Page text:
Cashless grocery shopping: concerned privacy activists

Buying without a cash register is now also possible in Germany. A few days ago, in Cologne, the first supermarket to use the new technology was inaugurated. But privacy advocates are skeptical.

Every customer movement is recorded

To make cashless shopping possible, every move by the customer must be accurately recorded, for example when the customer puts a jar of jam directly into his pocket. The question is how this happens and what is stored. Because sensors and cameras can be used to create an accurate profile of a customer’s buying behavior. Facial recognition is also being used in Chinese pilot projects.

Privacy Advocates Tackle Cashless Shopping

That is not compatible with our understanding of privacy protection, said Hamburg data protection officer Thomas Fuchs of the food newspaper. Consequently, the data protection conference, the exchange committee of supervisory authorities, is also currently dealing with the problem.

If the consumer is clear about what data they will record and expressly accepts it, from the point of view of data protection experts, nothing will stand in the way of ATM-less purchases.

At the Cologne store, where this is possible for the first time in this country, customers must, according to the operator Rewe, register with an app before making a purchase and accept the recording. But there is no facial recognition. It is also said that the system cannot recognize the customer the next time they buy.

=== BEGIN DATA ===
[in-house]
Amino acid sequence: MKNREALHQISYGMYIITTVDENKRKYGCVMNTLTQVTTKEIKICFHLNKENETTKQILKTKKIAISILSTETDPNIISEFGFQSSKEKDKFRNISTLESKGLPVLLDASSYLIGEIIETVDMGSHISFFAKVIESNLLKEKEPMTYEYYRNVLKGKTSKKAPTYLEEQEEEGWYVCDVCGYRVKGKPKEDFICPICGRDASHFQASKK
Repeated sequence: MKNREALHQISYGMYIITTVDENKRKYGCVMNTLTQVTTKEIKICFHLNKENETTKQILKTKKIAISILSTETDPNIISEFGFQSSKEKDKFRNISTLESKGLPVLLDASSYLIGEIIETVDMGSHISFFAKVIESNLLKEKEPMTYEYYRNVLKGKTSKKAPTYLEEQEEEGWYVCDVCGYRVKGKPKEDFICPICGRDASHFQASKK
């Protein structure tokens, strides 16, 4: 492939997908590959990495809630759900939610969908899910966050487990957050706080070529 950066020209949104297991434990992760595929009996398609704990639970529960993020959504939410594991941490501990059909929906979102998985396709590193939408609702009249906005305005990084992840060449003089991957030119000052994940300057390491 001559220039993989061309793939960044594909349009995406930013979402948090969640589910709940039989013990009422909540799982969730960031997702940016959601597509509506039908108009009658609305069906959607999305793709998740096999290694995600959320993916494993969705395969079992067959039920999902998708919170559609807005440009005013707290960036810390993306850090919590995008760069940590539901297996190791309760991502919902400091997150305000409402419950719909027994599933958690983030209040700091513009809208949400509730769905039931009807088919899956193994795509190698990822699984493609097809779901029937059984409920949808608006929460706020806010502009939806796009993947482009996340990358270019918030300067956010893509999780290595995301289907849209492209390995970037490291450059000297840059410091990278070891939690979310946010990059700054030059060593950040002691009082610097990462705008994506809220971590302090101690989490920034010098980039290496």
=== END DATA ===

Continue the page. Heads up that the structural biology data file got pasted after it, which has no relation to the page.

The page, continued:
Model for Aldi and Tesco: Amazon Fresh

In London, Aldi is testing cashierless checkout at an unnamed supermarket. The role model is the online retailer Amazon. You’re always trying to redefine what it means to be a discount distributor, and the technology used in this test will give you a wealth of information, says Aldi UK and Ireland director Giles Hurley. Employees of the German retail group are currently testing the technology and, in a further step, customers are also testing it, as it is called. British competitor Tesco is already having employees test out cashless stores at its headquarters and is also relying on Amazon’s technology.

In March, the online retailer opened a cash registerless store in London for the first time in Europe under the name Amazon Fresh. In the US, the online retail giant now has a good two dozen of these stores, which are called Amazon Go there.

Dennis Alvarado

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